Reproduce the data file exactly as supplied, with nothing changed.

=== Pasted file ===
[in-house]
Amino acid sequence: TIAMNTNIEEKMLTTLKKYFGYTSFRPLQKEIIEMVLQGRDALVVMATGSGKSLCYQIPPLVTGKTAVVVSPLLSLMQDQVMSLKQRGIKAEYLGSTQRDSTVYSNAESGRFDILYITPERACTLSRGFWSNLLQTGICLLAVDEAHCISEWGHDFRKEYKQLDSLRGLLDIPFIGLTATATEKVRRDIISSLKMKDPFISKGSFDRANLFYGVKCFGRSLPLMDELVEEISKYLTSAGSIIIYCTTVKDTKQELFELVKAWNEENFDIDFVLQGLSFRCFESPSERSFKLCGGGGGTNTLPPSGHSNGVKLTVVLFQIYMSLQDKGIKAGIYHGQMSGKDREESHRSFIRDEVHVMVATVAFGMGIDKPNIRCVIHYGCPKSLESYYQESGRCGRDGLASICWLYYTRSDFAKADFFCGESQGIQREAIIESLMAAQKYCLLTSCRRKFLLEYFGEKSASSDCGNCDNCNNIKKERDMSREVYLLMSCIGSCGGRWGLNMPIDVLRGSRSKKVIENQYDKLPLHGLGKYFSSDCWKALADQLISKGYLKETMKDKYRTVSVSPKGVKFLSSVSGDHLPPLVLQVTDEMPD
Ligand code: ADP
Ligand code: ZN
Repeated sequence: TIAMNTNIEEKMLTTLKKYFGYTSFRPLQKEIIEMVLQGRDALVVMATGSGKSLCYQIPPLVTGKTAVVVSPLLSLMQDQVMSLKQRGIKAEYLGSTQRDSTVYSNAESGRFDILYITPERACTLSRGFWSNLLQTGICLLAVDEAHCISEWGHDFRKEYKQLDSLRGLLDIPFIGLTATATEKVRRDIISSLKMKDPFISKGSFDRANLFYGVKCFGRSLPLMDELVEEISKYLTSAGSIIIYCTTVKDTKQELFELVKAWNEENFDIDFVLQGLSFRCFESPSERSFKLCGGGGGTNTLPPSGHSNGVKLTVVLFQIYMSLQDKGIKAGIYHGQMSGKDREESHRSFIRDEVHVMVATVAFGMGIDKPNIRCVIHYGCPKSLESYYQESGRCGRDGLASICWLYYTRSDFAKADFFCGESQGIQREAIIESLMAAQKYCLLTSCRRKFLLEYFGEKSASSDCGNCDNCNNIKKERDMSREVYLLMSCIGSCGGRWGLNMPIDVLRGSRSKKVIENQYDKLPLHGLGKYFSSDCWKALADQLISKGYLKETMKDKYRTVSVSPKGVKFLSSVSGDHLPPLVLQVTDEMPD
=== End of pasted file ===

[in-house]
Amino acid sequence: TIAMNTNIEEKMLTTLKKYFGYTSFRPLQKEIIEMVLQGRDALVVMATGSGKSLCYQIPPLVTGKTAVVVSPLLSLMQDQVMSLKQRGIKAEYLGSTQRDSTVYSNAESGRFDILYITPERACTLSRGFWSNLLQTGICLLAVDEAHCISEWGHDFRKEYKQLDSLRGLLDIPFIGLTATATEKVRRDIISSLKMKDPFISKGSFDRANLFYGVKCFGRSLPLMDELVEEISKYLTSAGSIIIYCTTVKDTKQELFELVKAWNEENFDIDFVLQGLSFRCFESPSERSFKLCGGGGGTNTLPPSGHSNGVKLTVVLFQIYMSLQDKGIKAGIYHGQMSGKDREESHRSFIRDEVHVMVATVAFGMGIDKPNIRCVIHYGCPKSLESYYQESGRCGRDGLASICWLYYTRSDFAKADFFCGESQGIQREAIIESLMAAQKYCLLTSCRRKFLLEYFGEKSASSDCGNCDNCNNIKKERDMSREVYLLMSCIGSCGGRWGLNMPIDVLRGSRSKKVIENQYDKLPLHGLGKYFSSDCWKALADQLISKGYLKETMKDKYRTVSVSPKGVKFLSSVSGDHLPPLVLQVTDEMPD
Ligand code: ADP
Ligand code: ZN
Repeated sequence: TIAMNTNIEEKMLTTLKKYFGYTSFRPLQKEIIEMVLQGRDALVVMATGSGKSLCYQIPPLVTGKTAVVVSPLLSLMQDQVMSLKQRGIKAEYLGSTQRDSTVYSNAESGRFDILYITPERACTLSRGFWSNLLQTGICLLAVDEAHCISEWGHDFRKEYKQLDSLRGLLDIPFIGLTATATEKVRRDIISSLKMKDPFISKGSFDRANLFYGVKCFGRSLPLMDELVEEISKYLTSAGSIIIYCTTVKDTKQELFELVKAWNEENFDIDFVLQGLSFRCFESPSERSFKLCGGGGGTNTLPPSGHSNGVKLTVVLFQIYMSLQDKGIKAGIYHGQMSGKDREESHRSFIRDEVHVMVATVAFGMGIDKPNIRCVIHYGCPKSLESYYQESGRCGRDGLASICWLYYTRSDFAKADFFCGESQGIQREAIIESLMAAQKYCLLTSCRRKFLLEYFGEKSASSDCGNCDNCNNIKKERDMSREVYLLMSCIGSCGGRWGLNMPIDVLRGSRSKKVIENQYDKLPLHGLGKYFSSDCWKALADQLISKGYLKETMKDKYRTVSVSPKGVKFLSSVSGDHLPPLVLQVTDEMPD